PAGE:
Fantasy Baseball: Closer trade candidates and their potential replacements

The trade deadline isn't for another seven weeks, but Fantasy players need to start preparing now.

 A big trade could come down any time, and that's especially true for closers. Teams in need may not want to wait until the end of July, especially with so many contenders in such obvious need of help.

Let's take a look at every team to see which ones might be going to the market for a new closer, and who might be trading off their current one with the help of Paul Mammino's ADRIEP model, the results of which can be found here:

American League East

This division is relatively safe from closers getting traded. The dumpster fire the Orioles bullpen doesn't really have anyone of note other teams would want to acquire, and the Rays, Yankees, and Red Sox all competing. The Red Sox could be a landing spot for one of the closers mentioned throughout this piece, but overall their pen has been much better than anticipated despite the absence of any big names.

The one guy to watch is Ken Giles who will become a free agent in 2021 and could be the target of bullpen needy teams. If he does get traded, the most likely replacement is Joe Biagini, who has been working the highest leverage situations not given to Giles. However, the model does not love Biagini, and thinks, despite his struggles thus far, Tim Mayza has the skill sets to be an above average reliever. While Biagini is the handcuff to own, watch out for Mayza if Giles is moved. Mayza is left-handed, but the Jays are using him equally against lefties and righties.

American League Central

This is easily one of the more interesting divisions in all of baseball in terms of potential closer openings. The Twins and Indians are unlikely to move their current closers while they compete, however if things continue to go poorly in Cleveland, Brad Hand could be moved. On the remote chance that happens, Nick Wittgren could be first in line for saves and would be my personal target. He is working the second highest leverage innings and the model likes his skill set. The model also sees Tyler Clippard and A.J. Cole as above average arms.

The Royals pen has been terrible, but Ian Kennedy could potentially get traded, and if he does, the model loves Jake Diekman. However, since he is a lefty, my bet would be on Scott Barlow, who has been OK thus far and is a guy who certainly looks the part as an elite reliever. His walk totals are the main thing holding him back and is the only reason the model is not enamored with the righty.

Shane Greene has been rumored as a trade candidate for the past several seasons, but for the first time he is actually backing up the save numbers with a legitimate skill set. The Tigers' bullpen is not pretty and is extremely hard to project if Green is shipped out. Daniel Stumpf and Joe Jimenez are getting higher leverage opportunities, while Nick Ramirez has caught the eye of my model. Jimenez has been the closer in waiting for the past two seasons, so I think he gets the first chance but keep an eye on Ramirez. The lefty is a former hitter who converted to pitching to give it one last shot and has found success in the majors so far.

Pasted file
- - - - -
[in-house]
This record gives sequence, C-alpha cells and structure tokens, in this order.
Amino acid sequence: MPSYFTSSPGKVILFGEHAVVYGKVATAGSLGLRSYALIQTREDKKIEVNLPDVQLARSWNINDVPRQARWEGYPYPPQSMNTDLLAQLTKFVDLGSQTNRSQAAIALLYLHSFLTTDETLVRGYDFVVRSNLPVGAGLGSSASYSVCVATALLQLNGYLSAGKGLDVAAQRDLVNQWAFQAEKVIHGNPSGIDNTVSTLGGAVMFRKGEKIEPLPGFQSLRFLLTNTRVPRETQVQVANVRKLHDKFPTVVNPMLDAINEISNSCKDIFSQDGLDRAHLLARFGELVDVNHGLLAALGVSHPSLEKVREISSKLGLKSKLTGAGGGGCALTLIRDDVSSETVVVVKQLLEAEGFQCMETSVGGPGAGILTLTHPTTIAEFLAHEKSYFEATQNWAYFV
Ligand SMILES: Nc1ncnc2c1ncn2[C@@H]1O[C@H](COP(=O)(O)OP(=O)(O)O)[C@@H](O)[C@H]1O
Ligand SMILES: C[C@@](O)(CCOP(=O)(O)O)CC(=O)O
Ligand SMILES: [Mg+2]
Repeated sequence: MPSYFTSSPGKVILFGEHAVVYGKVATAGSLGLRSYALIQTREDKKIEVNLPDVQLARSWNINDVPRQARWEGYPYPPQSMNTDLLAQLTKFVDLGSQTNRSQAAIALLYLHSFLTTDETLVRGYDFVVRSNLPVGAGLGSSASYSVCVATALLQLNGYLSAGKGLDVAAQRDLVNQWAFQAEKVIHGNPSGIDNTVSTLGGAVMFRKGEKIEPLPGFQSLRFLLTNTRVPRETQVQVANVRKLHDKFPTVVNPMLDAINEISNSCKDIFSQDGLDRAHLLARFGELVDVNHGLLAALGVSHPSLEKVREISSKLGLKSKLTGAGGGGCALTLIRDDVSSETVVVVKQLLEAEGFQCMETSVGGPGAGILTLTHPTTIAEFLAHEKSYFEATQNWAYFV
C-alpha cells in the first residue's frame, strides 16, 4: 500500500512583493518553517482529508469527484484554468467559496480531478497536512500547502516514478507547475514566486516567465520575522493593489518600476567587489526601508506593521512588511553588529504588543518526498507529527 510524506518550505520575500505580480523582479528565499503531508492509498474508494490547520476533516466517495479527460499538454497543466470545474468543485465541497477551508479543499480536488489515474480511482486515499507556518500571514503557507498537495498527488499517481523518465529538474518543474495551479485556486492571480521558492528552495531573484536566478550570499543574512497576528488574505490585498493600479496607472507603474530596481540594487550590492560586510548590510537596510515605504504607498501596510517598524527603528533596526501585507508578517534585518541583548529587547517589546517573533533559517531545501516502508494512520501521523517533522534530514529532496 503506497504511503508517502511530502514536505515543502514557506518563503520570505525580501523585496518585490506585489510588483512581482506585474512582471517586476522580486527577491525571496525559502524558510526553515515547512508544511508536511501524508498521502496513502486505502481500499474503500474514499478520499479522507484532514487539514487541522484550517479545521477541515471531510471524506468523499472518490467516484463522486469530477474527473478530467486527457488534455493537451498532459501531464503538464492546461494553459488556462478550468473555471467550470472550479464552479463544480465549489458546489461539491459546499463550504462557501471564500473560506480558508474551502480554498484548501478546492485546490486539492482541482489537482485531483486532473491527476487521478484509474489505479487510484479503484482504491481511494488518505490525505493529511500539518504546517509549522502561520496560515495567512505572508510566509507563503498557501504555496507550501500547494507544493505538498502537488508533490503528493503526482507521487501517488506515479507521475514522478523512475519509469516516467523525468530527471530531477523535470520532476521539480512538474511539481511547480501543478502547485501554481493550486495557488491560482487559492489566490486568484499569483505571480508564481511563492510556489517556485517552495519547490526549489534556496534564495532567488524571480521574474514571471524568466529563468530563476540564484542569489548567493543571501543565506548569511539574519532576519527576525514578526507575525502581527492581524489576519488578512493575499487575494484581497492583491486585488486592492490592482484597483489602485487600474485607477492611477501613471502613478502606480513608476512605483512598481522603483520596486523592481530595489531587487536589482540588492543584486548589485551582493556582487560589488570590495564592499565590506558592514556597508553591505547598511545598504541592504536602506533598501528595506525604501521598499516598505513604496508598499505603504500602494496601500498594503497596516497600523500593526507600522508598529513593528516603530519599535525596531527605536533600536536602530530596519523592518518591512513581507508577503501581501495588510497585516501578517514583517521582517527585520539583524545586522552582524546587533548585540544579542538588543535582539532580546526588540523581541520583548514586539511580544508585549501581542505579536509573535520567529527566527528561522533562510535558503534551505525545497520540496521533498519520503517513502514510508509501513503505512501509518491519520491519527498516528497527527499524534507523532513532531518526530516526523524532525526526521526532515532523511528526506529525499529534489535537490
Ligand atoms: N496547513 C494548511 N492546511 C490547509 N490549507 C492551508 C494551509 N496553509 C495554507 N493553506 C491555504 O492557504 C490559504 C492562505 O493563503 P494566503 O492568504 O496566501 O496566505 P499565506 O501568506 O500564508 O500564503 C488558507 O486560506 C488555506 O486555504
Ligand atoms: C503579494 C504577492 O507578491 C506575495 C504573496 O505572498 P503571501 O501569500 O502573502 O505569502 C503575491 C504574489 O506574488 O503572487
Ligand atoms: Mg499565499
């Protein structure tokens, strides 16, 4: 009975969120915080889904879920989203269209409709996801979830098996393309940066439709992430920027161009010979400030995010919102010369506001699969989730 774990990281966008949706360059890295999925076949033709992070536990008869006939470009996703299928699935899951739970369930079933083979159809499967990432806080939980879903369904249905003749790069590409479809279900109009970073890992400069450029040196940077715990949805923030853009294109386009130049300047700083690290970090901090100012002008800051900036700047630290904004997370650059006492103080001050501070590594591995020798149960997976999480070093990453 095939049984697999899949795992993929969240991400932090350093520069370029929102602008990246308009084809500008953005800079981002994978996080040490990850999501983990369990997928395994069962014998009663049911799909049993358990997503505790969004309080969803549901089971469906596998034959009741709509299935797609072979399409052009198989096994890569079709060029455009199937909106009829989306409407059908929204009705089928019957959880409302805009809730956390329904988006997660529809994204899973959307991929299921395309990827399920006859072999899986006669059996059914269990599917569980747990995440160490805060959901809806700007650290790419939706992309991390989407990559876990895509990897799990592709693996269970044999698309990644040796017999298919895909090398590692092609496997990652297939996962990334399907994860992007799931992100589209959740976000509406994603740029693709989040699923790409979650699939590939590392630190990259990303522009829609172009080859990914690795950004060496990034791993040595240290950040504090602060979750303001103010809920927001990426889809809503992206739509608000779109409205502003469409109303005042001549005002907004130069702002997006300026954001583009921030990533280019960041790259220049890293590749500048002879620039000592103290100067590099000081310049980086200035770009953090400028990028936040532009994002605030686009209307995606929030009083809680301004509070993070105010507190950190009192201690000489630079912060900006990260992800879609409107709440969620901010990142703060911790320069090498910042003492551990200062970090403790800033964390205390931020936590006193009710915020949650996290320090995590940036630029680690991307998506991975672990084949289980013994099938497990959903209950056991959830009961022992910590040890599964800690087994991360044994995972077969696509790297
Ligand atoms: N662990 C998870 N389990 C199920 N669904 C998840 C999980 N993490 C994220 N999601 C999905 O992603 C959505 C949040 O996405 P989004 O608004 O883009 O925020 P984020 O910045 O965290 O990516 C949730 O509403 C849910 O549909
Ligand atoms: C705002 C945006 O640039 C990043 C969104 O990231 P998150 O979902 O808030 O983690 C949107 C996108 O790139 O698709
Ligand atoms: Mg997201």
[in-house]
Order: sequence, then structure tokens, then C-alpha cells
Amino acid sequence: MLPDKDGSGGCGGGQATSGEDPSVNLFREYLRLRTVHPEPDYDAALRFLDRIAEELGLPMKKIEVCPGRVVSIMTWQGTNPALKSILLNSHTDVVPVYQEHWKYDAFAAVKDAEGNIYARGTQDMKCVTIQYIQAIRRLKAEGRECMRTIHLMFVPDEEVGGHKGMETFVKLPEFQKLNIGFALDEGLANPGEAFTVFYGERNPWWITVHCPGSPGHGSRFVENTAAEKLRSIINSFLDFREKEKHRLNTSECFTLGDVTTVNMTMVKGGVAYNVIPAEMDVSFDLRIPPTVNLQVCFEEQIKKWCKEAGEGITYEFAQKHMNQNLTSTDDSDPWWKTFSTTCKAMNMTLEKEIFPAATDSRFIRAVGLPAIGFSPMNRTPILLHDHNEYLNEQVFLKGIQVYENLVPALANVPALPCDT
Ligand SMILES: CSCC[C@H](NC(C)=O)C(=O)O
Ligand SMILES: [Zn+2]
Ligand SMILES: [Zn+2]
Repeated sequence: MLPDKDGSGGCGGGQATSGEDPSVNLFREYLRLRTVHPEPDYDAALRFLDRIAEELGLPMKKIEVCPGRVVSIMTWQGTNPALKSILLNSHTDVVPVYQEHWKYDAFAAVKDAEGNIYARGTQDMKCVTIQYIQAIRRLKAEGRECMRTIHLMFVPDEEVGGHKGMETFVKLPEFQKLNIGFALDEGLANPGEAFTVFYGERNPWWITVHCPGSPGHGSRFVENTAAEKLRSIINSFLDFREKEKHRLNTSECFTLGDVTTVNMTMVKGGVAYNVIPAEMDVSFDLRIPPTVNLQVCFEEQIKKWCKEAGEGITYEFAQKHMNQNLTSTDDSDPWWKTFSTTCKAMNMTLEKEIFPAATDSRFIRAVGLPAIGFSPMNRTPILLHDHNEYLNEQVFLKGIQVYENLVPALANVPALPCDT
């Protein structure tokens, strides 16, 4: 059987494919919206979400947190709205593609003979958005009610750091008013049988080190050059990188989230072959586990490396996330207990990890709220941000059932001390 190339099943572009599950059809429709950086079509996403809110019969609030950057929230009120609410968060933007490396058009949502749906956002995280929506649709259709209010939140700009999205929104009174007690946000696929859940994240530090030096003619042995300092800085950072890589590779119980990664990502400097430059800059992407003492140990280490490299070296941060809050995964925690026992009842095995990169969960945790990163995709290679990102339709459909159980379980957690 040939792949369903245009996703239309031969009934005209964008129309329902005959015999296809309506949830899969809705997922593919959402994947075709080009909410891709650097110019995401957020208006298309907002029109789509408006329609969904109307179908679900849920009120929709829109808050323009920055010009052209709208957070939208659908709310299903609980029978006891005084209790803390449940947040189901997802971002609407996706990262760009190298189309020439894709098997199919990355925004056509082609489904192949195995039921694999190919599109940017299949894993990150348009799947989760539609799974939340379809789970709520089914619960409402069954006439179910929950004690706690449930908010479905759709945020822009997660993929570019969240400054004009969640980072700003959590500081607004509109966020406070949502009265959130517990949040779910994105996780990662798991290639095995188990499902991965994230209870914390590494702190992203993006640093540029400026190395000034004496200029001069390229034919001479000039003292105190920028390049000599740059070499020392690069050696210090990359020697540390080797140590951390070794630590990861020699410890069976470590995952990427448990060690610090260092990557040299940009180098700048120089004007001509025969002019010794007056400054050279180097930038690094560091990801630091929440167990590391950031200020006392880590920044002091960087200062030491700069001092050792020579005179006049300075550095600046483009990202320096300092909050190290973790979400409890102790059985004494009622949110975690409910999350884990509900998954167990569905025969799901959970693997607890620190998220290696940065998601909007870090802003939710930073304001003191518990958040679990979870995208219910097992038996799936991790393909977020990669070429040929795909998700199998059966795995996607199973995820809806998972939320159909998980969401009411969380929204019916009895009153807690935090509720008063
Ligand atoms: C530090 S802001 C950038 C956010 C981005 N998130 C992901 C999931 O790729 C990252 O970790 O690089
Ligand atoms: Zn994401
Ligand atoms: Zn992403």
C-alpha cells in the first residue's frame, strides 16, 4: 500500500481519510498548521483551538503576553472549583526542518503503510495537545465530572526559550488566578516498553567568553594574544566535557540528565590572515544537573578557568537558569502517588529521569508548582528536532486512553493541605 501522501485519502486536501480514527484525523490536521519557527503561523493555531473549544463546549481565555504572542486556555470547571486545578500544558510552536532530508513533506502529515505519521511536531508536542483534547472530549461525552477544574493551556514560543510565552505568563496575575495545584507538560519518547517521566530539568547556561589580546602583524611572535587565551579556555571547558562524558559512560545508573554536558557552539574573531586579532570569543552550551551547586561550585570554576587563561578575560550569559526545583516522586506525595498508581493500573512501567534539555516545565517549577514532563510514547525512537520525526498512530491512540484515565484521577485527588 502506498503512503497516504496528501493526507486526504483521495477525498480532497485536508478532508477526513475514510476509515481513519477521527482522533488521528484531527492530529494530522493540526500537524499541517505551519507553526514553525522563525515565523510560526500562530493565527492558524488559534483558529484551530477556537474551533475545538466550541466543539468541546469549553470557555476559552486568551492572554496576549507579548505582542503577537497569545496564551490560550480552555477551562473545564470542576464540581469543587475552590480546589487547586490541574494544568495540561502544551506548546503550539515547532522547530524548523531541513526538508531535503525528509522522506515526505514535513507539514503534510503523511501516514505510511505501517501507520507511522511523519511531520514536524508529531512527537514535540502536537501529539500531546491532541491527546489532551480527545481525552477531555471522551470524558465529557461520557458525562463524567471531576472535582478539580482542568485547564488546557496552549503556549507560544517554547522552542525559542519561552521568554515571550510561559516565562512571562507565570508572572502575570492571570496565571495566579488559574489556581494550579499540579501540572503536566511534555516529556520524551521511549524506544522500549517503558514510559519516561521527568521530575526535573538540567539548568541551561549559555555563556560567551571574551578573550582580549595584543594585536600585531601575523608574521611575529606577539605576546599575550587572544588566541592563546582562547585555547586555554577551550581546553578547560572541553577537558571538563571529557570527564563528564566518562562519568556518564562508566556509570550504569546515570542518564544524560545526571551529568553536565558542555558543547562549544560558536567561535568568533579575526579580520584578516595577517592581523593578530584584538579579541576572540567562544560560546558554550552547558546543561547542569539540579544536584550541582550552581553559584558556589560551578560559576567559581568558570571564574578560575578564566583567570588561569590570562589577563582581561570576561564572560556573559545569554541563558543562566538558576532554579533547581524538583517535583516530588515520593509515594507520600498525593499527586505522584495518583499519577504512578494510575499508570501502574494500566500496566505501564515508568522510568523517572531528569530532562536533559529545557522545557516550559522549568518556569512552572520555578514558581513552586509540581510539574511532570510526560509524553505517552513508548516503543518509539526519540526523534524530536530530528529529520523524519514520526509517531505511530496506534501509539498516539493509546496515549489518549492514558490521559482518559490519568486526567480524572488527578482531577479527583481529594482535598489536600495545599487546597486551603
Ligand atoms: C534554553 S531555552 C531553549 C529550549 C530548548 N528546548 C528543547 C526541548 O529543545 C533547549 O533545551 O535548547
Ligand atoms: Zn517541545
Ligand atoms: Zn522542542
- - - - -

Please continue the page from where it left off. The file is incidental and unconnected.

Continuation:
Lastly Alex Colome will most likely find a new home before the end of the season. The righty has been excellent and the White Sox likely will try to cash him in for prospects. If they do, they have two interesting options, according to the model: Aaron Bummer and Evan Marshall. Both have been lights out in smaller samples. The model loves them, and their leverage usage suggests the team trusts them. While teams are getting better with it, I expect Marshall would get the first shot because teams are still hesitant to use a lefty as a closer.

American League West

This is a wholly boring division for the sake of trade candidates. The Mariners could see someone get moved,  but their bullpen has been in shambles and they lack many extremely exciting options. Brandon Brennan is the model's favorite and he does not appear to even have an above-average skill set.

If the Rangers make any moves, the most likely replacement in the ninth inning will be Jose Leclerc, who is regaining his form and is still the team's long-term option at closer.

The Angels could move a guy like Hansel Robles, allowing them to slot Ty Buttrey into the role, or they could keep Buttrey in his fireman role and replace Robles with Cam Bedrosian, a favorite of the model so far. Taylor Cole was excellent in 2018, though slightly less excellent in his small 2019 sample. The team has been unfortunately bouncing him between AAA and the big leagues this season. I am huge fan of his skills and would love to see him get his chance.